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Leadership Is Everyone’s Business

And other lessons learned from over 30 years experience in industry.

Leadership is not a place—it’s a process.  It involves skills and abilities that are useful whether you are a physician in clinical practice or a CEO in the executive suite, on Wall Street or on Main Street.  Leadership is everyone’s business

Leadership is a relationship between those who aspire to lead and those who choose to follow.  Any discussion of leadership must consider the dynamics of this relationship.”   

Here’s what I’ve learned:

1.  Credibility is the Foundation of Leadership

What do you look for and admire in a leader, someone whose direction you would willingly follow?  We look for many special qualities in our leaders.  Studies by Kouzes and Posner suggest that several qualities are important—but a few stand out.  The most admired leaders are honest, competent, forward-looking, and inspiring.  And their credibility is based on their trustworthiness, expertise, and enthusiasm (energy and drive).

When people perceive leaders to have high credibility, they are proud to tell others they are part for the organization.  They talk up the organization with friends and associates.  Their values are aligned with the organization’s values.  And they feel a sense of ownership for the organization.  When people perceive leaders to have low credibility, they display behaviors on the other end of the spectrum.  How do you earn and sustain credibility over time?

 2.  Personal Values are the Source of Organizational Commitment

Leaders can’t do what they say, if they have nothing to say.  The place where leaders must start earning and sustaining their credibility—and becoming a role model—is with finding their voice.  They have to clarify their values and beliefs.  They have to be clear about the core principles that guide them in their work and personal life.  Only then can they choose the actions that are consistent with those principles.  Clarity about our personal values directly affects the level of commitment we have toward our organization.

How do you clarify your guiding principles? How do you help others to do the same?

3.  Challenge Provides the Opportunity for Greatness

When we think of exemplary leaders, we usually recall individuals who served during times of crisis, innovation, and change.  The same is true when “ordinary” people describe their personal best leadership experiences.  Leadership begins with a search for opportunities to change, grow, innovate, and improve.

When times are stable and secure, no one is severely tested.  We don’t take the opportunity to reach deep inside and discover the true gifts buried within.  But in times of hardship, we come face-to-face with who we really are—and what we’re capable of becoming. Only challenge produces the opportunity for greatness. And given the extraordinary challenges the world faces today, the potential for greatness is enormous.  The essential question leaders must constantly ask themselves is: "What have you changed lately?"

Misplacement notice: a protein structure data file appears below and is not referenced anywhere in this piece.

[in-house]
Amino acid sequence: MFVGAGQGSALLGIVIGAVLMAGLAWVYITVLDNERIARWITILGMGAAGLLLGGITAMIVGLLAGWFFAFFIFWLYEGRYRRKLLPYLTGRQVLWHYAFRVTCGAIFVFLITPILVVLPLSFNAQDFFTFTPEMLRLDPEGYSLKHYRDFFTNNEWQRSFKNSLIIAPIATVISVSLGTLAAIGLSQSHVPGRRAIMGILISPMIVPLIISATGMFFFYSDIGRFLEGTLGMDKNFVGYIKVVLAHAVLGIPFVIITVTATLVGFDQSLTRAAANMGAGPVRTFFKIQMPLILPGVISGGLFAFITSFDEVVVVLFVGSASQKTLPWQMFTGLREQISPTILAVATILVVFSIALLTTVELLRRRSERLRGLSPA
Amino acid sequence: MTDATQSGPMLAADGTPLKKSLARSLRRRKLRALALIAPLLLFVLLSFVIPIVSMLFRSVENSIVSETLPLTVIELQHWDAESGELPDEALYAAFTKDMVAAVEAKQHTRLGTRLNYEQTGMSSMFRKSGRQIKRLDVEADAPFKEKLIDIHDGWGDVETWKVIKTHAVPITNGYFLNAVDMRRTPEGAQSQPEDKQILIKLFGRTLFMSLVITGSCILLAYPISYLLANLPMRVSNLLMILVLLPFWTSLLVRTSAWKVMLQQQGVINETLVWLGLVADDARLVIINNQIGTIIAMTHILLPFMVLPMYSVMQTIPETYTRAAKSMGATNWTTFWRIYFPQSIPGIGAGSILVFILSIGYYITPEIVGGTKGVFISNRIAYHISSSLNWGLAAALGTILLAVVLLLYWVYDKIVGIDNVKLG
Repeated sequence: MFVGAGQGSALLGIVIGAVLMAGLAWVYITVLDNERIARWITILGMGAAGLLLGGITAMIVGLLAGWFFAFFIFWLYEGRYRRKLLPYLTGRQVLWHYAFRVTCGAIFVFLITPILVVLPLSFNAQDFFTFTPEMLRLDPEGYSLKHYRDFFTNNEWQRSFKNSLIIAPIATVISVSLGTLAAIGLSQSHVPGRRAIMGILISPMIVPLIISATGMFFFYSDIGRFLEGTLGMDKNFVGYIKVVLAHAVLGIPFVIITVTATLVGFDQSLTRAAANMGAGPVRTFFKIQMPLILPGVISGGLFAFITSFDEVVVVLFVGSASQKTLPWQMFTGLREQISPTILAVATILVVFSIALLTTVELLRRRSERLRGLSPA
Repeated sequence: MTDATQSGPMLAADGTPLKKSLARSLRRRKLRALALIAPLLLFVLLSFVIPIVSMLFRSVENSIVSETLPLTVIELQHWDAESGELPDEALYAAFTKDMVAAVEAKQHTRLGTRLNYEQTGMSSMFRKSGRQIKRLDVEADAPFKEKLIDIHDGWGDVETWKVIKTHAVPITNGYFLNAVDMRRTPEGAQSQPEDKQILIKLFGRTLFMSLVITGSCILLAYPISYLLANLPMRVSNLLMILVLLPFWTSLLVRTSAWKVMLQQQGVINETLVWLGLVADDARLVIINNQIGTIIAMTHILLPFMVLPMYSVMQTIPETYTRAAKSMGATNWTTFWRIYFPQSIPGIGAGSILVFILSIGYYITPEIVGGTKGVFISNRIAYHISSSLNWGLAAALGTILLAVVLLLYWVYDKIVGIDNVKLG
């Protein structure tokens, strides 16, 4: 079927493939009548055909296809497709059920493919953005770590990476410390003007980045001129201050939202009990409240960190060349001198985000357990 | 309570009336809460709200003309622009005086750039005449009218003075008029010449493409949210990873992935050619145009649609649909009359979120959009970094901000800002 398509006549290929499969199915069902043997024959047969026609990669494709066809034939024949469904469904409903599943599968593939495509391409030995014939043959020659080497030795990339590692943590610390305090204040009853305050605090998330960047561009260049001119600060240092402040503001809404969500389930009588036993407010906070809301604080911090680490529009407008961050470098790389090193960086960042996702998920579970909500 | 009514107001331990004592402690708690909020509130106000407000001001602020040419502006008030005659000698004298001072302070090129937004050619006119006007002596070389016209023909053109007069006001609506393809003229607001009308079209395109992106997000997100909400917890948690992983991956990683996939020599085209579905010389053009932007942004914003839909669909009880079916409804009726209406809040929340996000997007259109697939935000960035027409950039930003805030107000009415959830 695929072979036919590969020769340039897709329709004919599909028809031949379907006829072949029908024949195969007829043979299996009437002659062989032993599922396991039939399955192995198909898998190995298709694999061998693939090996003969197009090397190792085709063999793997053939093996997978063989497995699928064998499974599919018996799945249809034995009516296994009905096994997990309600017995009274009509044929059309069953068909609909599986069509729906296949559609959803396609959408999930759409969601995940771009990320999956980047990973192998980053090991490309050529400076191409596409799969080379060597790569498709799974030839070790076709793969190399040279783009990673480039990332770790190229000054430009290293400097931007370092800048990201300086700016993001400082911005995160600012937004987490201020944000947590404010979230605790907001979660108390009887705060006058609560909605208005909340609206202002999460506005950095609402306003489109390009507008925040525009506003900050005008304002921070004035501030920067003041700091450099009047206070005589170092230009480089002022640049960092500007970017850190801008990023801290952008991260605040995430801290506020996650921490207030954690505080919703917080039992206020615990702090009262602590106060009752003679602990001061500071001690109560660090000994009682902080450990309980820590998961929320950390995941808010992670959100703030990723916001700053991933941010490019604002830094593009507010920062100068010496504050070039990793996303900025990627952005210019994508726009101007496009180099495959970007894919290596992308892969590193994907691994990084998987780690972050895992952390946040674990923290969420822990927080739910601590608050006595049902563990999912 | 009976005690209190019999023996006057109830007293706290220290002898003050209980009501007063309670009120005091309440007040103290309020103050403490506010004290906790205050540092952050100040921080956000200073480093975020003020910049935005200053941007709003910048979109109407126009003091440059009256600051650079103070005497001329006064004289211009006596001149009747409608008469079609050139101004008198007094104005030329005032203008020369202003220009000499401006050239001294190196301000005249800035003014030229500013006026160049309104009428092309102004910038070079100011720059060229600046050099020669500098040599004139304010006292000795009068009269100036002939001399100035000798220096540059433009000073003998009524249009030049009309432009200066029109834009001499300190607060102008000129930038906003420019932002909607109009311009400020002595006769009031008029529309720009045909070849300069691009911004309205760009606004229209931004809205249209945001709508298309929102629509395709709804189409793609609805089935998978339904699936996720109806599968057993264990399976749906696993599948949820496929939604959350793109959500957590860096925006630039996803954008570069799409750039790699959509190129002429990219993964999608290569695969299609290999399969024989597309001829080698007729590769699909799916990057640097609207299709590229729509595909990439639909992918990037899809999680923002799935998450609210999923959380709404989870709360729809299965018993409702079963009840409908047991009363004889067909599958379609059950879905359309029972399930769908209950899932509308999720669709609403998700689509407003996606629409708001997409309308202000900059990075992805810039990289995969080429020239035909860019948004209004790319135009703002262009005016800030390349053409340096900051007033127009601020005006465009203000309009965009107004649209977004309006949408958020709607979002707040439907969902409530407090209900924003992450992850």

4.  Leaders Function in the Future Tense

Leaders take us to places we have never been before—or we think too difficult, if not impossible, to reach.  They look a few degrees above the horizon, imagining the exciting possibilities that are ahead.  Leaders light the fire of passion, breathing life into our hopes and dreams for the future.

While credibility is the foundation of leadership, being "forward-looking" is also essential to earning the respect of our constituents.  The domain of leaders is the future, and the unique legacy of leaders is the creation of valued changes and innovations that survive over time. What is the future you envision? What is the future you desire?

5.  The Legacy You Leave is the Life You Lead

Just what is credibility behaviorally?  How do you know it when you see it?

One of the behaviors of a good leader is modeling the way.  If leaders want productive people, they must set a good example, establish high standards, and then “walk the talk” (do what they say they’ll do).  As role models, leaders send a variety of signals to indicate what is important to them: how they spend their time, who they spend it with, what’s on their agenda, the stories they tell, and who they reward.  What kind of example are you setting for others to follow? 

6.  High Hope Leads to High Performance

People with high hope versus those with low hope have a greater number of goals across various arenas of life.  They select more difficult goals.  They see their goals in a more challenging and positive manner than people with low hope.  They achieve higher levels of organizational success.  And they report greater satisfaction with life.  How do you sustain hope and encourage others to continue the quest?

For further reading on this topic, check out the following resources: The Leadership Challenge by Kouzes and Posner, Leading Change by John Kotter, and High Flyers: Developing the Next Generation of Leaders by Morgan McCall.

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